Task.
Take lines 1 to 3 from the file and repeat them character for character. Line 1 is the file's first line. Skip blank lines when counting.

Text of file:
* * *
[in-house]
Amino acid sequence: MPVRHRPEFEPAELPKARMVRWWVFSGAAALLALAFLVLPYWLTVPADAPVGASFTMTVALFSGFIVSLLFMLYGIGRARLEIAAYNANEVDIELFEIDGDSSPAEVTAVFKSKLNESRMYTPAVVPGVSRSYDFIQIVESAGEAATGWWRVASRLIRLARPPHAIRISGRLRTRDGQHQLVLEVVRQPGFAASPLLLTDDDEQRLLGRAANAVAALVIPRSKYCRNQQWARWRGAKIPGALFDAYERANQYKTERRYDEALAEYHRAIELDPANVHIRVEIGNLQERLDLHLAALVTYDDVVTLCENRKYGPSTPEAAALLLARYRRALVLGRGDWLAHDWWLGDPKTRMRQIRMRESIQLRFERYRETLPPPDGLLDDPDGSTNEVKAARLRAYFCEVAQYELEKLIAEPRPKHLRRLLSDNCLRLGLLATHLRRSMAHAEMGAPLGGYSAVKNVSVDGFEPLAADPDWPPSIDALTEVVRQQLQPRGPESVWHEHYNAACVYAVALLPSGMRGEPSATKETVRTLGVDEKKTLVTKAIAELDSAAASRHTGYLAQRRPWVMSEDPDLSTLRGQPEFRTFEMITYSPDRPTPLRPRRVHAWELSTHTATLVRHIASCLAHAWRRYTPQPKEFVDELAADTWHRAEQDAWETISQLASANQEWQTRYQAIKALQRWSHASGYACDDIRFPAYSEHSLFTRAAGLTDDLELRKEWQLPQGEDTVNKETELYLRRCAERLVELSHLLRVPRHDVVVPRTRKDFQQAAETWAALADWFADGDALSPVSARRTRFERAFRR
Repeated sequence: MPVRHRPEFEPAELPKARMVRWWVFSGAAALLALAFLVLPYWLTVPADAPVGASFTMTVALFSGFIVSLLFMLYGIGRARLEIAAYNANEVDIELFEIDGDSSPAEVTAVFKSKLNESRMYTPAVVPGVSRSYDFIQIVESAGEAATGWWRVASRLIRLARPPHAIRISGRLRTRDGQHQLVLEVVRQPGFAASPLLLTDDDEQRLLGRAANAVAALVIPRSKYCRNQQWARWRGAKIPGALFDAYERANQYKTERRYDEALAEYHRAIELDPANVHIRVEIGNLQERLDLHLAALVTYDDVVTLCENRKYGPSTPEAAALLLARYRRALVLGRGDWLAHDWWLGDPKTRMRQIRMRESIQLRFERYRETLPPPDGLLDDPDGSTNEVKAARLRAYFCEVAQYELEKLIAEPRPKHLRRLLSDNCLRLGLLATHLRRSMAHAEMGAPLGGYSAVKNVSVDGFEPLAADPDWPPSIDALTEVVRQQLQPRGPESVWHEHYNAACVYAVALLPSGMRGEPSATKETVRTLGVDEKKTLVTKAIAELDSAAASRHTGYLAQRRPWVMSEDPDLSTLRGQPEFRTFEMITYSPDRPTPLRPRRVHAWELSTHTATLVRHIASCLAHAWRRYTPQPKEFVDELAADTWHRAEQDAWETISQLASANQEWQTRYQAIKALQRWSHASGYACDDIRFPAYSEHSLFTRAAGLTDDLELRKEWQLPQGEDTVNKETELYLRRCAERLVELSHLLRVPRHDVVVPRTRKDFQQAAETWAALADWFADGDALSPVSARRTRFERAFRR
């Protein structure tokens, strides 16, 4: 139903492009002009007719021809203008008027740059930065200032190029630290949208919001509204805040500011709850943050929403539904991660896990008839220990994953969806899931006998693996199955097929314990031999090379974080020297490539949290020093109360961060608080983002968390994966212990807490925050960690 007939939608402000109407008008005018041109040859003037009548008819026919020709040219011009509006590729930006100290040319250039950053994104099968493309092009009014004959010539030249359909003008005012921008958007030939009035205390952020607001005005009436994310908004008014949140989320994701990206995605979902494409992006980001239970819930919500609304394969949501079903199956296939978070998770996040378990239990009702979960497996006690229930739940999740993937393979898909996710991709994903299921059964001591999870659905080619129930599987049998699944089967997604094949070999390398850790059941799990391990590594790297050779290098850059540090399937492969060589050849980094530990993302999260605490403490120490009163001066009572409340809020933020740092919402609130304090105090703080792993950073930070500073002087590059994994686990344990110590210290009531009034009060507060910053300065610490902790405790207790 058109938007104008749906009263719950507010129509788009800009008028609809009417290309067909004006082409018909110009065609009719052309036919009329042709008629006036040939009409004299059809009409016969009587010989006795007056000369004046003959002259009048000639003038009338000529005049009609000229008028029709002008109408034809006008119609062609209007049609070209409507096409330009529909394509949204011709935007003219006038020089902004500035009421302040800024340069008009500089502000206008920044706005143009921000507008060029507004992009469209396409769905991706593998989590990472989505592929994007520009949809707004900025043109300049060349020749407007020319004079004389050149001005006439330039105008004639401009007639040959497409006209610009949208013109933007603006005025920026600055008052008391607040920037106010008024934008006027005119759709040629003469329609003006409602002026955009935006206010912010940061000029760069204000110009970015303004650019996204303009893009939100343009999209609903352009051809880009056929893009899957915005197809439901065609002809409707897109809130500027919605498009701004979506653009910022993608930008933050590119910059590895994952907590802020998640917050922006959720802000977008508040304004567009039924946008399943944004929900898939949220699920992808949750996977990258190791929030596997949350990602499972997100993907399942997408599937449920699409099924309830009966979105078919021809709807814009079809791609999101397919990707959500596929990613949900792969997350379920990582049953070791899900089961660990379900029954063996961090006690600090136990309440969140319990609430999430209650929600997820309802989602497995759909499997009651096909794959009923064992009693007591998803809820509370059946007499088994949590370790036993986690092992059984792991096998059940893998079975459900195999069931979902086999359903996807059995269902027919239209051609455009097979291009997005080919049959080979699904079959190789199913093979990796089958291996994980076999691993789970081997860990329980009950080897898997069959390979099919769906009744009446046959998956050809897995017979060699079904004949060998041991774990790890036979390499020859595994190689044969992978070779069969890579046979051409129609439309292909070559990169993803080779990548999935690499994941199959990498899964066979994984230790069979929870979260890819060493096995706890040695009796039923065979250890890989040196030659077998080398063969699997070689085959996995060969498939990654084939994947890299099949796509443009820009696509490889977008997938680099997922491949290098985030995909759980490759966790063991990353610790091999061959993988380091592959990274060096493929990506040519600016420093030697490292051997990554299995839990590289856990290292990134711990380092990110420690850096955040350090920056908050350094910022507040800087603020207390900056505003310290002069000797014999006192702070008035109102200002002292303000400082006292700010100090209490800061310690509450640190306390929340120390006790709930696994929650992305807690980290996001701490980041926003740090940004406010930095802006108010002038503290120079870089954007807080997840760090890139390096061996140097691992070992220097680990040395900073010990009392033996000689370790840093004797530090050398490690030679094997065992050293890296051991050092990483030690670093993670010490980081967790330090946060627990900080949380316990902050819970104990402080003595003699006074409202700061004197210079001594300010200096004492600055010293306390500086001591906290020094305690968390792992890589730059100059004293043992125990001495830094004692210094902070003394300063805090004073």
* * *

[in-house]
Amino acid sequence: MPVRHRPEFEPAELPKARMVRWWVFSGAAALLALAFLVLPYWLTVPADAPVGASFTMTVALFSGFIVSLLFMLYGIGRARLEIAAYNANEVDIELFEIDGDSSPAEVTAVFKSKLNESRMYTPAVVPGVSRSYDFIQIVESAGEAATGWWRVASRLIRLARPPHAIRISGRLRTRDGQHQLVLEVVRQPGFAASPLLLTDDDEQRLLGRAANAVAALVIPRSKYCRNQQWARWRGAKIPGALFDAYERANQYKTERRYDEALAEYHRAIELDPANVHIRVEIGNLQERLDLHLAALVTYDDVVTLCENRKYGPSTPEAAALLLARYRRALVLGRGDWLAHDWWLGDPKTRMRQIRMRESIQLRFERYRETLPPPDGLLDDPDGSTNEVKAARLRAYFCEVAQYELEKLIAEPRPKHLRRLLSDNCLRLGLLATHLRRSMAHAEMGAPLGGYSAVKNVSVDGFEPLAADPDWPPSIDALTEVVRQQLQPRGPESVWHEHYNAACVYAVALLPSGMRGEPSATKETVRTLGVDEKKTLVTKAIAELDSAAASRHTGYLAQRRPWVMSEDPDLSTLRGQPEFRTFEMITYSPDRPTPLRPRRVHAWELSTHTATLVRHIASCLAHAWRRYTPQPKEFVDELAADTWHRAEQDAWETISQLASANQEWQTRYQAIKALQRWSHASGYACDDIRFPAYSEHSLFTRAAGLTDDLELRKEWQLPQGEDTVNKETELYLRRCAERLVELSHLLRVPRHDVVVPRTRKDFQQAAETWAALADWFADGDALSPVSARRTRFERAFRR
Repeated sequence: MPVRHRPEFEPAELPKARMVRWWVFSGAAALLALAFLVLPYWLTVPADAPVGASFTMTVALFSGFIVSLLFMLYGIGRARLEIAAYNANEVDIELFEIDGDSSPAEVTAVFKSKLNESRMYTPAVVPGVSRSYDFIQIVESAGEAATGWWRVASRLIRLARPPHAIRISGRLRTRDGQHQLVLEVVRQPGFAASPLLLTDDDEQRLLGRAANAVAALVIPRSKYCRNQQWARWRGAKIPGALFDAYERANQYKTERRYDEALAEYHRAIELDPANVHIRVEIGNLQERLDLHLAALVTYDDVVTLCENRKYGPSTPEAAALLLARYRRALVLGRGDWLAHDWWLGDPKTRMRQIRMRESIQLRFERYRETLPPPDGLLDDPDGSTNEVKAARLRAYFCEVAQYELEKLIAEPRPKHLRRLLSDNCLRLGLLATHLRRSMAHAEMGAPLGGYSAVKNVSVDGFEPLAADPDWPPSIDALTEVVRQQLQPRGPESVWHEHYNAACVYAVALLPSGMRGEPSATKETVRTLGVDEKKTLVTKAIAELDSAAASRHTGYLAQRRPWVMSEDPDLSTLRGQPEFRTFEMITYSPDRPTPLRPRRVHAWELSTHTATLVRHIASCLAHAWRRYTPQPKEFVDELAADTWHRAEQDAWETISQLASANQEWQTRYQAIKALQRWSHASGYACDDIRFPAYSEHSLFTRAAGLTDDLELRKEWQLPQGEDTVNKETELYLRRCAERLVELSHLLRVPRHDVVVPRTRKDFQQAAETWAALADWFADGDALSPVSARRTRFERAFRR